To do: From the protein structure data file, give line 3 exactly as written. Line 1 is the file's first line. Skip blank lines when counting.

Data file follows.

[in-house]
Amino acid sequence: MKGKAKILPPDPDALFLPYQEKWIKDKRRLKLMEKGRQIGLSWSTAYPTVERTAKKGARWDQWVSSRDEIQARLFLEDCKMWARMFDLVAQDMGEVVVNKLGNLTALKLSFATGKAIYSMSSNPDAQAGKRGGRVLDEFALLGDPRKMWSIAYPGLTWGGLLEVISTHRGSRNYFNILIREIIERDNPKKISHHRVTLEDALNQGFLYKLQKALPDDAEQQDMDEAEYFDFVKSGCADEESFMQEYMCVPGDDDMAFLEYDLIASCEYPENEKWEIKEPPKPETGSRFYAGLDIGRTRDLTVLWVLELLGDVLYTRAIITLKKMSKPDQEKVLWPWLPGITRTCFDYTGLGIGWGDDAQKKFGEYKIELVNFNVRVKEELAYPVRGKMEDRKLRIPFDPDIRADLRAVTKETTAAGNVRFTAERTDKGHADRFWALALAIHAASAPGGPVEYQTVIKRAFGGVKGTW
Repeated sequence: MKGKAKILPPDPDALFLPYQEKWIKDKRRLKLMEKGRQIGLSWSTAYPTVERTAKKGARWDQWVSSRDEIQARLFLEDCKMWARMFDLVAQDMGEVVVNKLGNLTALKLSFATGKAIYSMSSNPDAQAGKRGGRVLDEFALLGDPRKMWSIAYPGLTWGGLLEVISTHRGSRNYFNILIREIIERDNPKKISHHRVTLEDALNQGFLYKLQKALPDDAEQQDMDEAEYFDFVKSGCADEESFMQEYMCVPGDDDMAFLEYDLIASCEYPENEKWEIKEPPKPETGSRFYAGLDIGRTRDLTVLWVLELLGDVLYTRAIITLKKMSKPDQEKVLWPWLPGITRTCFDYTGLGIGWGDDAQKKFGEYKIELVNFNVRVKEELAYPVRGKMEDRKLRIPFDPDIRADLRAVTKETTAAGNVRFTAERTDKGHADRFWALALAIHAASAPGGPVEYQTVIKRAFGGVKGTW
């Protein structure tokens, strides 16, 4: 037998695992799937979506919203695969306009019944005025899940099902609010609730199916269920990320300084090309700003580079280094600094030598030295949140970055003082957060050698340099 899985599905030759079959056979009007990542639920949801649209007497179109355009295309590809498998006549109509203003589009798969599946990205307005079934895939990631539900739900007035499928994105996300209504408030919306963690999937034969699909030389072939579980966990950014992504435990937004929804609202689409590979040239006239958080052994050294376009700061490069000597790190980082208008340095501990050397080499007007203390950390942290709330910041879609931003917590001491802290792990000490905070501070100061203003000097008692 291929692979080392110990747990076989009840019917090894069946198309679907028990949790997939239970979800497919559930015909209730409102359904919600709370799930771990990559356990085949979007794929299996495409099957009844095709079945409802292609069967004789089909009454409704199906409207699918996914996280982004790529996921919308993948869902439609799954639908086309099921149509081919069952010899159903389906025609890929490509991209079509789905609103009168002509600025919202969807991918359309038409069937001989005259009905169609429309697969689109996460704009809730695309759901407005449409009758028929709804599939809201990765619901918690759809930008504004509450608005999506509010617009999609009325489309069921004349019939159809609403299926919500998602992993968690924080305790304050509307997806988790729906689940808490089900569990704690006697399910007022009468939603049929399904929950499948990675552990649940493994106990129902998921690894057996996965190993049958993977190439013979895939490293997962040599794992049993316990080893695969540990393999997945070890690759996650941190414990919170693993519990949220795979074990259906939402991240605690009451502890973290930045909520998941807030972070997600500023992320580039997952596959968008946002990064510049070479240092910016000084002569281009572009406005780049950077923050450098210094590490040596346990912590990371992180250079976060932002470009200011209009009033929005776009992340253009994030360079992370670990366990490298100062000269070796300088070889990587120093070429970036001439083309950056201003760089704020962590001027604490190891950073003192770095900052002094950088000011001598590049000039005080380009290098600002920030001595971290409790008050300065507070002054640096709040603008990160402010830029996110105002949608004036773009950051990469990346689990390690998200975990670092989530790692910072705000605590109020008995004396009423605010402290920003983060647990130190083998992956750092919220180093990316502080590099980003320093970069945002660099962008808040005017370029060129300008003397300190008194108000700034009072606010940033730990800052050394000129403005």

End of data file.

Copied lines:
Repeated sequence: MKGKAKILPPDPDALFLPYQEKWIKDKRRLKLMEKGRQIGLSWSTAYPTVERTAKKGARWDQWVSSRDEIQARLFLEDCKMWARMFDLVAQDMGEVVVNKLGNLTALKLSFATGKAIYSMSSNPDAQAGKRGGRVLDEFALLGDPRKMWSIAYPGLTWGGLLEVISTHRGSRNYFNILIREIIERDNPKKISHHRVTLEDALNQGFLYKLQKALPDDAEQQDMDEAEYFDFVKSGCADEESFMQEYMCVPGDDDMAFLEYDLIASCEYPENEKWEIKEPPKPETGSRFYAGLDIGRTRDLTVLWVLELLGDVLYTRAIITLKKMSKPDQEKVLWPWLPGITRTCFDYTGLGIGWGDDAQKKFGEYKIELVNFNVRVKEELAYPVRGKMEDRKLRIPFDPDIRADLRAVTKETTAAGNVRFTAERTDKGHADRFWALALAIHAASAPGGPVEYQTVIKRAFGGVKGTW